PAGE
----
The last step of the "continuous dissolution" of the Dutch Kingdom, namely the complete independence of Aruba, Curaçao and St. Maarten, is not far off, if things progress the way they are now, according to Dutch Minister of Home Affairs and Kingdom Relations Piet Hein Donner.
Donner made his remarkable statement at a gathering of the Antillean Network Association VAN in Amsterdam Friday evening. Donner, who was the main speaker at the event that kicked off a weekend of activities themed "The Islands Adrift," explained that the process of continuous dissolution actually started in 1948.
The Round Table Conference in that year kicked off a process that led to Suriname's independence and a status apart for Aruba. With the dismantling of the Netherlands Antilles in October last year the last but one step was taken in the process of continuous dissolution.
"Only one step remains: the dissolution of the Kingdom ties and the complete independence of Aruba, Curaçao and St. Maarten. The Netherlands would remain a Caribbean country, the consequence of the decision to take up Bonaire, St. Eustatius and Saba into the Dutch Constellation. And that step is not too far if we continue in this manner," said Donner, who made clear that the Netherlands cannot take that step.
Donner's speech was remarkable because it was the first time that he openly spoke about the future of the Kingdom, indirectly giving his vision on the Kingdom, a position that the Dutch Second Chamber has been asking for several times. The Dutch Government is currently preparing an official vision on the Kingdom.
The fact that the question is posed whether the Kingdom has a shared future shows that this is not the case, said Donner. "We are not busy either with the question whether the provinces have a shared future."
Yet, the Netherlands has never really answered the question what it wants for the Kingdom. "The Kingdom was just there. It was the Netherlands and the former colonies were a Dutch responsibility. The Netherlands could and cannot unilaterally make them independent," he said.
Donner said the Kingdom was more than a commonwealth of independent states. The Kingdom consists of the countries of the Kingdom that look after their own affairs, care for the interests of the Kingdom based on equality and offer each other mutual assistance.
"But it concerns the past as long as the Kingdom is merely a legal tie and political guarantee. Than the Kingdom is only a result of responsibility and accountability of the Netherlands as a former colonial power. We are busy with the past as long as we only deal with the responsibilities and restrictions of the Kingdom. We are talking about the future when we speak of the possibilities of the Kingdom," said Donner.
The transformation of October 10, 2010 was especially a reaction to grievances and problems of the past. It wasn't based on a joint vision on a positive filling in and ambitions of the new situation. "That is worrisome because the Kingdom is not a goal on its own. Than we are busy with a renovation of a constellation of which we don't know whether it is worth the while to maintain it."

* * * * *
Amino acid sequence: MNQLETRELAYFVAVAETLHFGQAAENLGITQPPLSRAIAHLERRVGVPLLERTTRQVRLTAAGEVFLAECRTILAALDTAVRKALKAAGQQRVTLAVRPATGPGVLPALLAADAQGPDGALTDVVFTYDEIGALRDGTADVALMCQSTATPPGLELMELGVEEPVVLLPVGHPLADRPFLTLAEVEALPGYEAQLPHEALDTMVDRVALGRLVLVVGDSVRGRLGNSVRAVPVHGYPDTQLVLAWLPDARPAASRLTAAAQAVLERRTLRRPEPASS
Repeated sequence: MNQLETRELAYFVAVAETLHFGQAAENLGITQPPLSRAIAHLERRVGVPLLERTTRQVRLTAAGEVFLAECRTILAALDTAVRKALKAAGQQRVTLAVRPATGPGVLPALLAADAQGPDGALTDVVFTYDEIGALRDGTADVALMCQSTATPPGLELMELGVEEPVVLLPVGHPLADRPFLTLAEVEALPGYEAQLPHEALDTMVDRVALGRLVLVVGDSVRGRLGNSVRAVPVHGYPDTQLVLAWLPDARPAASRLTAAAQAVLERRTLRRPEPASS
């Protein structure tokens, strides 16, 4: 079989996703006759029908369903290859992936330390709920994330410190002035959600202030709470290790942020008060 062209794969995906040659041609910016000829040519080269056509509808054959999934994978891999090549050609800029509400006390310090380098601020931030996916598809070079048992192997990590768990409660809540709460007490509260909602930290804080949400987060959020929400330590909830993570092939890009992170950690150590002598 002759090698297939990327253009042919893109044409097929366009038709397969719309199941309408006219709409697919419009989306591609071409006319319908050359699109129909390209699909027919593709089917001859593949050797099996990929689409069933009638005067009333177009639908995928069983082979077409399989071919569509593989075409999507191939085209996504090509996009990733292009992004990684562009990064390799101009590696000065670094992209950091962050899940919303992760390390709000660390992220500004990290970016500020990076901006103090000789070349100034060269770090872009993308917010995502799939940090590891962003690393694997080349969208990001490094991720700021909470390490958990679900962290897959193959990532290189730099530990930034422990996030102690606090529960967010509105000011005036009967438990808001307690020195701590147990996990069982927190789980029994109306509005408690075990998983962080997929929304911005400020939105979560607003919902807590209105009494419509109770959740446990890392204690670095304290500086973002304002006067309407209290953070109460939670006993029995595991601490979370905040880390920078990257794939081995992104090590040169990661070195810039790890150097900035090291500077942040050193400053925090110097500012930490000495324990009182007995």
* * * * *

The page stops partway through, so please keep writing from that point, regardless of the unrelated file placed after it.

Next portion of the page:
Donner said it was "high time" that the partners asked themselves the question what they wanted for the Kingdom. "We can continue by reproaching each other in a loud voice, but it will only restrict the options and speed up the moment of a definite bearing up," he said.
The Minister said there were three scenarios for the Kingdom. The first scenario was to continue on the current path whereby each of the countries would go their own way without making something good of the relations and with the Kingdom relations being little more than a legal tie.
Under the first option the Kingdom would mostly have a guarantee function with the Netherlands being responsible for integer and proper governments, a solid structure of law and order and the protection of human rights. "The Netherlands would be seen as the police officer who looks after law and order in the Caribbean part of the Kingdom," he said.
In the second scenario, partners would find a basis of joint interests and of own interests which are strengthened by cooperation. The third scenario is that the countries mostly focus on their own individual interests but that the cooperation strengthens their relation.
Donner didn't indicate a preference of any of the three scenarios, since it concerned a decision of all Kingdom partners. He said the "love and tie should come from two sides and has to be stable."
The Netherlands wants to keep the ties with the other countries of the Kingdom because it has an interest in maintaining and strengthening the Kingdom. He said it was a "misunderstanding" that especially Aruba, Curaçao and St. Maarten had an interest in continuing the current relations and the Netherlands didn't.
He pointed out that the Netherlands had a direct interest in stability and prosperity of the Dutch "public entities" Bonaire, St. Eustatius and Saba which can serve as a "showcase" for the Dutch and European private sector in its trade relations with South America. Furthermore, the strategic location of the Dutch Caribbean islands make them an important partner in the fight against organised crime in the region.
Donner said there was much to gain from good and close ties in the Kingdom. A prerequisite, however, is that each country sees it as its own interest and responsibility to make sure that there is proper governance, healthy government finances, integrity, justice and safety for its inhabitants.
"Own interest because citizens want to be governed in a proper, trustworthy and integer manner. Own interest also because legal security, safety and proper governance play a key role in the decision of companies to set up a business in a country," stated Donner.